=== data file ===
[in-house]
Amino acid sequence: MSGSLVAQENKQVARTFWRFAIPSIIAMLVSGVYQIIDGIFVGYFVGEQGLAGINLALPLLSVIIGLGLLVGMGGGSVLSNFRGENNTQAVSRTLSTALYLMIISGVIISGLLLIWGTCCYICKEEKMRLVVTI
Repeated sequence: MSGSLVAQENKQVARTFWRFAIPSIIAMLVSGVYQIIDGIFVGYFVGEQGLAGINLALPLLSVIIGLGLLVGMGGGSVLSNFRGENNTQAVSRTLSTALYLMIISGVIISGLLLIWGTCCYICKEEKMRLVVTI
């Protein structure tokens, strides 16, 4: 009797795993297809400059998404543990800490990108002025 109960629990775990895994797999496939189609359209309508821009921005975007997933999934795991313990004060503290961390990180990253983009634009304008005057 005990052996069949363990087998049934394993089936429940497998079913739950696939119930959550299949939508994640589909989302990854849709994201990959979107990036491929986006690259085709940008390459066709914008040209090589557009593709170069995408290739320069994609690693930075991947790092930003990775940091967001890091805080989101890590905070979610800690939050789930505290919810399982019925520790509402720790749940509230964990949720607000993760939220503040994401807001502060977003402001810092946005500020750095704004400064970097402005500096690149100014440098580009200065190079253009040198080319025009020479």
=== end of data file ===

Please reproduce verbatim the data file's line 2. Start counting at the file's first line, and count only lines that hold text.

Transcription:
Amino acid sequence: MSGSLVAQENKQVARTFWRFAIPSIIAMLVSGVYQIIDGIFVGYFVGEQGLAGINLALPLLSVIIGLGLLVGMGGGSVLSNFRGENNTQAVSRTLSTALYLMIISGVIISGLLLIWGTCCYICKEEKMRLVVTI